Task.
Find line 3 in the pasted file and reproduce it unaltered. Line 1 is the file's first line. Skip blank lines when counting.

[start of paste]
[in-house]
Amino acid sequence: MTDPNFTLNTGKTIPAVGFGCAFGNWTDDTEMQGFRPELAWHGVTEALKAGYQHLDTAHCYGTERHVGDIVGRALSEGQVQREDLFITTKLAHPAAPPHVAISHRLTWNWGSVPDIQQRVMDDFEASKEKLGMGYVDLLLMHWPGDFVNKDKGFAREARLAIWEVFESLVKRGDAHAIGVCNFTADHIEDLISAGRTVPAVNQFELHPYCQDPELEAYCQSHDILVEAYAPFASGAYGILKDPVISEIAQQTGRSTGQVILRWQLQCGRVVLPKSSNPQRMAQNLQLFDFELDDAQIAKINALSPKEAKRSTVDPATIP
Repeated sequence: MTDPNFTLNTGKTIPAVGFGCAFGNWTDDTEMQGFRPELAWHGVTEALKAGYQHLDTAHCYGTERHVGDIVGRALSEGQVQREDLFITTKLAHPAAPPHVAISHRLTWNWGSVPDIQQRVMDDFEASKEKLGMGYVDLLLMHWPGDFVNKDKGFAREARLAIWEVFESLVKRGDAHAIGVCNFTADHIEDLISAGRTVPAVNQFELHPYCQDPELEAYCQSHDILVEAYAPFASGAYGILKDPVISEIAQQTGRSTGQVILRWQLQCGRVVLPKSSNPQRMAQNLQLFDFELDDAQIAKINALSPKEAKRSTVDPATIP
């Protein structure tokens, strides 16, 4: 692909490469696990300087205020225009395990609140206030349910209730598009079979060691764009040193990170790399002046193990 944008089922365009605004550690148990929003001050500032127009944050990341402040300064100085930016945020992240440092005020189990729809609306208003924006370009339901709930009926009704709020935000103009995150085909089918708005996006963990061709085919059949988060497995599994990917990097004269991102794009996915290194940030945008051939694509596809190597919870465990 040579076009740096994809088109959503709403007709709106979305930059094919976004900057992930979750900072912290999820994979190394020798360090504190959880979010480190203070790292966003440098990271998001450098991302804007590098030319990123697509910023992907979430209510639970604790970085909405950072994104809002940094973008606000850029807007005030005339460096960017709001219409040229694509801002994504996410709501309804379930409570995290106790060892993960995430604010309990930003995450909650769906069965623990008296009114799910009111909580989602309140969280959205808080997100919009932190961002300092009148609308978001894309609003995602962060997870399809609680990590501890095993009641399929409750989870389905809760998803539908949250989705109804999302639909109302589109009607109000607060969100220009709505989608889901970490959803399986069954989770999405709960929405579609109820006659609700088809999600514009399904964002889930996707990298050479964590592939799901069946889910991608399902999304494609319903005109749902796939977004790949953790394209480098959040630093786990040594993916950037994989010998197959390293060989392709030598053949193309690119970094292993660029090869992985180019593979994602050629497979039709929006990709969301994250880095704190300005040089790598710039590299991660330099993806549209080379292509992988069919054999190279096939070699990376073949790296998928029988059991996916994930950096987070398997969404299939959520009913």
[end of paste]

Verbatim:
Repeated sequence: MTDPNFTLNTGKTIPAVGFGCAFGNWTDDTEMQGFRPELAWHGVTEALKAGYQHLDTAHCYGTERHVGDIVGRALSEGQVQREDLFITTKLAHPAAPPHVAISHRLTWNWGSVPDIQQRVMDDFEASKEKLGMGYVDLLLMHWPGDFVNKDKGFAREARLAIWEVFESLVKRGDAHAIGVCNFTADHIEDLISAGRTVPAVNQFELHPYCQDPELEAYCQSHDILVEAYAPFASGAYGILKDPVISEIAQQTGRSTGQVILRWQLQCGRVVLPKSSNPQRMAQNLQLFDFELDDAQIAKINALSPKEAKRSTVDPATIP